Anglicans' regret over bishop's conversion to Rome
A traditionalist Anglican group has voiced regret after an Anglo-Catholic bishop said he would convert to Rome.
The Bishop of Fulham, John Broadhurst, has become the fourth Anglican bishop to make the announcement.
He intends joining the Roman Catholic Church because of his opposition to the way the Church of England plans to introduce women bishops.
Meanwhile, a Kent Anglican congregation has become the first to take up the Pope's offer to convert to Catholicism.
The Pope created a special enclave in the Roman Catholic Church for Anglicans unhappy with their church's decision to let women become bishops.
The Catholic Group on the CofE's General Synod said it deeply regretted the decision by Bishop Broadhurst.
The bishop, who is the leader of the traditionalist organisation Forward in Faith, is the most significant Anglican so far to say he will convert to Catholicism.
He is currently the "flying bishop" charged with looking after traditionalist parishes opposed to women priests and bishops in the dioceses of London, Southwark and Rochester.Personal hardship
The Catholic Group said it was determined to stay in the Church of England and fight for a better deal for Anglicans who did not want to serve under women bishops.
It was thought to be priests rather than whole congregations who would drive to convert to Roman Catholicism. It is priests who would be most directly exposed to serving under a woman bishop.
Although this early decision by St Peter's has taken observers somewhat by surprise, it shouldn't be seen as evidence of a flood of parishes or even priests leaving for Rome.
They are almost bound to have to give up attractive churches such as St Peter's and spend some time worshipping in the "wilderness" of borrowed or rented accommodation, and there is a strong element among traditionalists on the catholic wing of the Church of England who want to stay and fight for increased "protection" from serving under a women bishop.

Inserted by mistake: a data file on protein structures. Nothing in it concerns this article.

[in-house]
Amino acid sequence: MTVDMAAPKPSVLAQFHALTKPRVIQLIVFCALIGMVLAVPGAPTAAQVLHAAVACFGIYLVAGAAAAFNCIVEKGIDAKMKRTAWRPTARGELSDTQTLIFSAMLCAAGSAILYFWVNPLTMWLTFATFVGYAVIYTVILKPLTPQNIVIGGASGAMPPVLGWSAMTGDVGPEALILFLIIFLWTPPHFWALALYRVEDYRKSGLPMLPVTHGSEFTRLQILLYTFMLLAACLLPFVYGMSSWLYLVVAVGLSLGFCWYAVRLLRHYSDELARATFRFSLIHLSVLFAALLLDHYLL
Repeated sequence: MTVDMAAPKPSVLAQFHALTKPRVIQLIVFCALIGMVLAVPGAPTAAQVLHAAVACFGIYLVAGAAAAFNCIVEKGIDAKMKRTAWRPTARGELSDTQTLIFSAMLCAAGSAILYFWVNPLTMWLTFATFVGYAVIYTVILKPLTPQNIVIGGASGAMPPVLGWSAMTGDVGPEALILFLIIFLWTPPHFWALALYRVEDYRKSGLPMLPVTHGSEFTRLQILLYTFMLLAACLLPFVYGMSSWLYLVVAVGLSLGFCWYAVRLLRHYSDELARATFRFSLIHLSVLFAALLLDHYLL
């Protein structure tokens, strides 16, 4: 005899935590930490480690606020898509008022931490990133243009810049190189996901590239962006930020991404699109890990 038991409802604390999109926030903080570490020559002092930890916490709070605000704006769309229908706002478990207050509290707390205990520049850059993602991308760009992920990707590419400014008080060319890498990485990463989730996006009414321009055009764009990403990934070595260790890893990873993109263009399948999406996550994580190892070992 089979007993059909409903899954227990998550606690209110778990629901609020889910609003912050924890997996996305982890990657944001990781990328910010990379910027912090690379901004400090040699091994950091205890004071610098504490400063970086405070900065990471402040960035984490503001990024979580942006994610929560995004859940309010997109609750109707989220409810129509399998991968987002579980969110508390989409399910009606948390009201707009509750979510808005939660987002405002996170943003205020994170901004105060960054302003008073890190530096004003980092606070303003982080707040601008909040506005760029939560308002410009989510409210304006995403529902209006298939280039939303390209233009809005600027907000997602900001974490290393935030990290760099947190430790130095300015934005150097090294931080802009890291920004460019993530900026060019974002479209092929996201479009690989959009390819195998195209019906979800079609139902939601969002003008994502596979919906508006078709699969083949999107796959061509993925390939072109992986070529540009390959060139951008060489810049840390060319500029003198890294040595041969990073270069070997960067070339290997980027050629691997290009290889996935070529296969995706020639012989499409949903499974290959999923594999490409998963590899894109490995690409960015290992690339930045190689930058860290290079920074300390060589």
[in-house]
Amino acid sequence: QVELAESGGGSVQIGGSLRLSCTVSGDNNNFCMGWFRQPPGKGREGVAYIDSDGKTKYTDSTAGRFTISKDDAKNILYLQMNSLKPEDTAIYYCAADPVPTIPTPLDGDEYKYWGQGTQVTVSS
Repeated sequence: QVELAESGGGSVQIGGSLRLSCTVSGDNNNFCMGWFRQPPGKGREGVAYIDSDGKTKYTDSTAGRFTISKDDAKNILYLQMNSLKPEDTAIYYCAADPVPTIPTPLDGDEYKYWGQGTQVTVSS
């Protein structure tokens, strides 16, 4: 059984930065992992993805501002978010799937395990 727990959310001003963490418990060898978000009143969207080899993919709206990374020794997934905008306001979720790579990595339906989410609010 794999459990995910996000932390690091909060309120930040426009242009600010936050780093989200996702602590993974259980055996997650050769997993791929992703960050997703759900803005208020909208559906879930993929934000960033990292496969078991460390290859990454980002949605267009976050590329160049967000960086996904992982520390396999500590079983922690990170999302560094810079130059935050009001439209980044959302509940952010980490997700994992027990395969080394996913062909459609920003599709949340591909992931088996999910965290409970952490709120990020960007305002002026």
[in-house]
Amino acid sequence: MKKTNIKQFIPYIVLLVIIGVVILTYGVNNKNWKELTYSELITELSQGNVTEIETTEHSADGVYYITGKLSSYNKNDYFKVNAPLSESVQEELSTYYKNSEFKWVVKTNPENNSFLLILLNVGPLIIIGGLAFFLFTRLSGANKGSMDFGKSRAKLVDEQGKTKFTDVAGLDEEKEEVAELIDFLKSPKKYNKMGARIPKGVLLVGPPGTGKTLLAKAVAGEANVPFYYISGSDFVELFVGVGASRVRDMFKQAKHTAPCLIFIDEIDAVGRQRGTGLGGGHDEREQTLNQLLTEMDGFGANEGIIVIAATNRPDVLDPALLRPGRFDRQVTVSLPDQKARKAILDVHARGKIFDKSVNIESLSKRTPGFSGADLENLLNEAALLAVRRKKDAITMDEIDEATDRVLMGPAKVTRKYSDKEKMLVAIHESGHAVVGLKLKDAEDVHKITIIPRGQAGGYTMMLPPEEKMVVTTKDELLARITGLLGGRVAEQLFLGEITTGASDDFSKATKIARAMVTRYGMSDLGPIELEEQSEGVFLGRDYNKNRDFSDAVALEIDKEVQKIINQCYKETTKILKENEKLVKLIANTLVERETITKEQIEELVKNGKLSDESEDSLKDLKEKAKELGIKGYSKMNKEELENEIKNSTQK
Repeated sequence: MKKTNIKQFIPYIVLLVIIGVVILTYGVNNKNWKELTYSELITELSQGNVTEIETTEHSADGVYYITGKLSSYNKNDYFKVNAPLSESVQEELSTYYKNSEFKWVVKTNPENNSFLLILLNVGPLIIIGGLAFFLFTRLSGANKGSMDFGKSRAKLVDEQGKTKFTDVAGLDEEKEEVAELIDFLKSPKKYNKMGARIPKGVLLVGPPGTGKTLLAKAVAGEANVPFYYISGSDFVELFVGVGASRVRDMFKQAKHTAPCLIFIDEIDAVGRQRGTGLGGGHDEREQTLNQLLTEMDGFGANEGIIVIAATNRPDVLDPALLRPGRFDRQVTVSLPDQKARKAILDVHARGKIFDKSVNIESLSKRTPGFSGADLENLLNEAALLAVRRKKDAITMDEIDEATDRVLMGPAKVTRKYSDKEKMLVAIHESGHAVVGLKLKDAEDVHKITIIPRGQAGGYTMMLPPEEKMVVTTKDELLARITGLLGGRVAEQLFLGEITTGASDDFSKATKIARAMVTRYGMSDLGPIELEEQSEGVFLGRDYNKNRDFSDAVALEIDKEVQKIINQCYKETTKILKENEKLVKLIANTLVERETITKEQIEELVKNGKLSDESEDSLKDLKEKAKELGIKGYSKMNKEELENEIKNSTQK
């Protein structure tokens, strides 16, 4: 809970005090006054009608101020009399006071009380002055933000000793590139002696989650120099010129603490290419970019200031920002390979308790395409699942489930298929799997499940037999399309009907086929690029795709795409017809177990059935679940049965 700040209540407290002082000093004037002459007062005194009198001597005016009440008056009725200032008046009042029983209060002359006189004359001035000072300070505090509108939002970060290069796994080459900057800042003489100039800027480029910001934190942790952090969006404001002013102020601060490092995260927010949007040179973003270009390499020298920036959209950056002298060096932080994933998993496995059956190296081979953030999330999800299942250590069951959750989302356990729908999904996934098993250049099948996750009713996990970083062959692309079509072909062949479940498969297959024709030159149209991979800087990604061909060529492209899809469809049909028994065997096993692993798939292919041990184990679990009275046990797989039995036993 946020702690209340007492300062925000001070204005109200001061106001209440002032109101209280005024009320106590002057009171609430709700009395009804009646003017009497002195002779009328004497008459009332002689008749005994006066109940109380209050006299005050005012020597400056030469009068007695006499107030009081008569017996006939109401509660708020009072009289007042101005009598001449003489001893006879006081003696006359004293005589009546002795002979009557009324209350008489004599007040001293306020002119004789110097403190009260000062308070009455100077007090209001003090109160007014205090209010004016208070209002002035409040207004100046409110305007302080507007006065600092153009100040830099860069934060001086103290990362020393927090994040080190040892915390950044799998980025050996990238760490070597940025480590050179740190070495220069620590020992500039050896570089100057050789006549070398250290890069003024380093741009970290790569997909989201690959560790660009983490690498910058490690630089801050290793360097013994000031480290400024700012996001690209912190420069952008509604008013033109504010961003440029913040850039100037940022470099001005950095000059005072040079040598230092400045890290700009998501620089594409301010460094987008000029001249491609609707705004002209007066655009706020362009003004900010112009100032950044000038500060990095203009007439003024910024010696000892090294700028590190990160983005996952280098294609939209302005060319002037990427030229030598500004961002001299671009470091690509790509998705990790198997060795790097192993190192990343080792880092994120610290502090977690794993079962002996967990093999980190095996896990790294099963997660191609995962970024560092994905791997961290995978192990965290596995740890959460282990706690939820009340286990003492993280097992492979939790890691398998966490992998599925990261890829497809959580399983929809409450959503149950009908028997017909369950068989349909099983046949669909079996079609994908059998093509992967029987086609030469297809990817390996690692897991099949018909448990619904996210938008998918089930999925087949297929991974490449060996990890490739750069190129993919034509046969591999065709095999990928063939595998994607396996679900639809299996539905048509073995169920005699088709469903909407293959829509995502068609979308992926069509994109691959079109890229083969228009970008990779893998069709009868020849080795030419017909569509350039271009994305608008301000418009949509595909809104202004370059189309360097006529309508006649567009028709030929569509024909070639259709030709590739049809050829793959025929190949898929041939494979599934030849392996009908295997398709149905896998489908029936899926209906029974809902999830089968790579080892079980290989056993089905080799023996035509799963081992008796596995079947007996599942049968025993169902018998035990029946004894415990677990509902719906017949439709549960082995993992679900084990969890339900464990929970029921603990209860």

They claim results of the recent elections to the CofE synod give them hope that they can block or change the legislation, although liberal Anglicans dispute this.
BBC religious affairs correspondent Robert Pigott says the group's statement seems intended to counter any encouragement Bishop Broadhurst's announcement might give to traditionalist clergy to take up Pope Benedict's offer of a privileged place in the Roman Catholic Church.
Our correspondent says many traditionalist clergy are unhappy with the level of protection so far offered to them from serving under a woman bishop, but might hesitate in the face of a decision likely to cause them considerable personal hardship.
Bishop Broadhurst's statement came as it emerged that the traditionalist Anglo-Catholic congregation of St Peter's in Folkestone had become the first to begin the process of leaving to join the Roman Catholic Church.
The Pope has created a special enclave in the Roman Catholic Church for Anglicans unhappy with their Church's decision to let women become bishops.
Under his controversial offer, Anglicans could retain some of their practices and traditions.
The vote for St Peter's to convert took place at the end of September - perhaps encouraged by the Pope's visit to Britain - but it has only emerged now.
At the time of the visit the Archbishop of Canterbury - in whose diocese St Peter lies - joked that he and the Pope had at least two things in common, a fondest for cats, and a keenness to recruit Anglican clergy.
However, the initiative was taken by lay people, with the intention of converting as a group, our correspondent added.
It is thought unlikely they would be allowed to take their church with them.